Japan urges citizens to isolate themselves as reports warn 400,000 dead


TOKYO (Reuters) – Japan on Wednesday urged citizens to stay at home as media warned that up to 400,000 people could die from coronavirus without urgent action, and Prime Minister Shinzo Abe was put under pressure to distribute more money.

People wearing protective masks walk the street after the government announced a state of emergency for the capital and certain prefectures following the epidemic of coronavirus disease (COVID-19) in the district of Sugamo, a popular area among Japanese seniors, in Tokyo, Japan, April 15, 2020. REUTERS / Issei Kato

Japan, which only tests people with symptoms of the coronavirus, has so far recorded more than 9,000 infections, including passengers who caught the virus on a cruise ship, with nearly 200 deaths.

Reports in Japanese media citing an undisclosed Ministry of Health projection indicate that deaths could reach 400,000 without mitigation. He also estimated that up to 850,000 people may need fans.

Japan has seen an acceleration in the infection rate in recent weeks, particularly in Tokyo. The government responded by declaring an emergency in Tokyo and six other regions, including Osaka, and a goal to reduce interactions between people by 70%.

The measures include a request for the isolation and closure of businesses, although there are no fines or penalties for enforcing compliance. Government spokesman Chief Cabinet Secretary Yoshihide Suga urged people to do everything in their power to help the government reach its goal.

The Japanese capital announced on Wednesday 127 new cases, including at least 327 nationwide, according to Kyodo Newswire.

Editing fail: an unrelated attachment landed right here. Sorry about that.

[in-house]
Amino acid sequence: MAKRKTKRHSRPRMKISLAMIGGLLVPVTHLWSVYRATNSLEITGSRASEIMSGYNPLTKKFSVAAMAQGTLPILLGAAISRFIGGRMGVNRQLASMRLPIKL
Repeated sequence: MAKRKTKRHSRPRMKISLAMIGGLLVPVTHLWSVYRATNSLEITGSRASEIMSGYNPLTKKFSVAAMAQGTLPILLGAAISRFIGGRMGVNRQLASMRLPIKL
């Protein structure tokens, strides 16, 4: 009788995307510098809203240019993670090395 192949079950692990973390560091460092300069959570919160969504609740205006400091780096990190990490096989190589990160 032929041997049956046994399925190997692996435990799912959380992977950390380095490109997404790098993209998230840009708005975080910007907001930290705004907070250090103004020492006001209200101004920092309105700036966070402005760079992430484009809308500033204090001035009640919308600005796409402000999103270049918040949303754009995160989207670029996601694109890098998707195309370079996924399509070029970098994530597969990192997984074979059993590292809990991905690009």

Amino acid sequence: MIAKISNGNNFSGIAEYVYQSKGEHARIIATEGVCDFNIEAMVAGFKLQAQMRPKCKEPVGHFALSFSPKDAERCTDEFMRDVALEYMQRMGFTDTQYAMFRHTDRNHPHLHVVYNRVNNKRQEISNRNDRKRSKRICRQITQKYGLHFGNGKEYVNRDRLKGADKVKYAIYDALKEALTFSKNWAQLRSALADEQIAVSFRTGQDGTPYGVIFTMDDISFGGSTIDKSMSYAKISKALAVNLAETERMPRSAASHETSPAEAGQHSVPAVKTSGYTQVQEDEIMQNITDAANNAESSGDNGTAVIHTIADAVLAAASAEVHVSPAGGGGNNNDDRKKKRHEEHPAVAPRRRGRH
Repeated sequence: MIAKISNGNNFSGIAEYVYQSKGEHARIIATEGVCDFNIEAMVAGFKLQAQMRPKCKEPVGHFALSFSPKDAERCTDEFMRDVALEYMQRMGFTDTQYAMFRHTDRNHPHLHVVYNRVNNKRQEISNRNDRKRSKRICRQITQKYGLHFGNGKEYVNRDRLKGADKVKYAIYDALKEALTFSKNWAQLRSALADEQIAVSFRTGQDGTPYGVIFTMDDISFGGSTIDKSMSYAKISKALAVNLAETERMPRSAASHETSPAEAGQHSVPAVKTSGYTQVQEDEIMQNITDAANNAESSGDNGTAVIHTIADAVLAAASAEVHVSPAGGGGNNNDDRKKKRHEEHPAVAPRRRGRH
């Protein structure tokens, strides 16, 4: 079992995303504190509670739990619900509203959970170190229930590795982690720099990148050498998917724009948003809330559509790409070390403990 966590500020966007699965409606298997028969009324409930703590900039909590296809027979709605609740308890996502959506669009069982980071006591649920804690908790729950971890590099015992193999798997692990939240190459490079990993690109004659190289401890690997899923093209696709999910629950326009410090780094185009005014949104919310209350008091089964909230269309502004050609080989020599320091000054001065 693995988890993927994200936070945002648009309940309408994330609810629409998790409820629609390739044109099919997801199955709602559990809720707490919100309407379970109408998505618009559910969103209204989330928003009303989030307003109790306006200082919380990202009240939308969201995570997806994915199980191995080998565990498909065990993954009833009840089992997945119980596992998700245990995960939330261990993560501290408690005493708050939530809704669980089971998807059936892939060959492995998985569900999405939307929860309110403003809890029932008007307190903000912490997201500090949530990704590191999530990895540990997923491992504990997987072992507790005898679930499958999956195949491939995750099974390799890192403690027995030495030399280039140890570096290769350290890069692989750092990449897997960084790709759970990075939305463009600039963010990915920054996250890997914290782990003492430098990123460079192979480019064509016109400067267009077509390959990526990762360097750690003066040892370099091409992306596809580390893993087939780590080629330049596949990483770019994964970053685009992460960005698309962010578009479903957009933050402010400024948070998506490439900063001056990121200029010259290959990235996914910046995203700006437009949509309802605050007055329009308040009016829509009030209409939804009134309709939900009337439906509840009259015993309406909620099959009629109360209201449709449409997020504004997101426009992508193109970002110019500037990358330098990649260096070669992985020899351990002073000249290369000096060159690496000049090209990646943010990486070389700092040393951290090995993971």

Lawmaker Takashi Takai was forced to resign from Japan’s main constitutional constitutional democratic party on Wednesday after media reports said he had visited a bar in Tokyo’s Kabukicho red light district despite the call to stay at home him.

As Suga called for cooperation, Prime Minister was pressured to add a payment of 100,000 yen ($ 935) to each citizen in addition to a $ 1 trillion economic stimulus package that includes a payment of 300,000 yen to households whose income has dropped due to the pandemic.

“I urged the Prime Minister to make a decision and to send a strong message of solidarity to the public,” Natsuo Yamaguchi, leader of the Komeito party, junior partner in the ruling coalition, told reporters after meeting with Abe.

Other allies calling for action include Toshihiro Nikai, a prominent member of Abe’s ruling Liberal Democratic Party.

Speaking at his regular afternoon briefing, Suga said the government is considering further measures, but wants to “extend aid to the hardest hit households.”

The emergency economic recovery of the coronavirus in Japan will increase the country’s real gross domestic product by 3.8%, the Cabinet Office said in a calculation released Wednesday evening.

Japan said earlier that the number of foreign visitors in March fell 93% from last year. Abe identified tourism as an engine of economic growth.

The U.S. military has extended a public health emergency to all of its bases in Japan. As of April 6, the emergency only applies to the eastern Kanto region, which includes Tokyo.

The health emergency, which affects the largest concentration of US military personnel in Asia, will remain in effect until May 15, more than a week after the Japanese government’s declaration of emergency announced on May 6. It gives commanders the power to enforce compliance with health measures on anyone accessing US bases, including thousands of local residents who work as engineers and service personnel.

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Abe will decide next week to extend the Japanese government’s emergency statement after consulting with medical experts, two sources familiar with the matter who spoke to Reuters said.

A key measure will be whether the new daily infections in Tokyo can be kept at a hundred, the sources said. They asked not to be identified because they are not allowed to speak to the media.

(This story will be corrected next week starting this weekend in the penultimate paragraph)

Reports by Leika Kihara, Chris Gallagher, Antoni Slodkowski, Rocky Swift, Yoshifumi Takemoto and Daniel Leussink; written by Tim Kelly; Editing by Peter Graff and Alex Richardson

Our standards:Principles of the Thomson Reuters Trust.


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